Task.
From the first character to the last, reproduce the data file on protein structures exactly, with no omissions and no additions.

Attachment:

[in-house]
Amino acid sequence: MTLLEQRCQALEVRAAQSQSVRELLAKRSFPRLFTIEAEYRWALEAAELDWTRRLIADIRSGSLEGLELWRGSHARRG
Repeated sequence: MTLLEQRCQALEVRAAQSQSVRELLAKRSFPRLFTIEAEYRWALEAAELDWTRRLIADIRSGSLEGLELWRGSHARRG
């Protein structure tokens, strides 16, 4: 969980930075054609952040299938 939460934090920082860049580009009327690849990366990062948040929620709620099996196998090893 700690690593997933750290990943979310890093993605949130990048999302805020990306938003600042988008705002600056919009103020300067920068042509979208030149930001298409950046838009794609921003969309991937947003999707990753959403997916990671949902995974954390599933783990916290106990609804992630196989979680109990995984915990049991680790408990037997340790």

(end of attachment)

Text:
[in-house]
Amino acid sequence: MTLLEQRCQALEVRAAQSQSVRELLAKRSFPRLFTIEAEYRWALEAAELDWTRRLIADIRSGSLEGLELWRGSHARRG
Repeated sequence: MTLLEQRCQALEVRAAQSQSVRELLAKRSFPRLFTIEAEYRWALEAAELDWTRRLIADIRSGSLEGLELWRGSHARRG
């Protein structure tokens, strides 16, 4: 969980930075054609952040299938 939460934090920082860049580009009327690849990366990062948040929620709620099996196998090893 700690690593997933750290990943979310890093993605949130990048999302805020990306938003600042988008705002600056919009103020300067920068042509979208030149930001298409950046838009794609921003969309991937947003999707990753959403997916990671949902995974954390599933783990916290106990609804992630196989979680109990995984915990049991680790408990037997340790």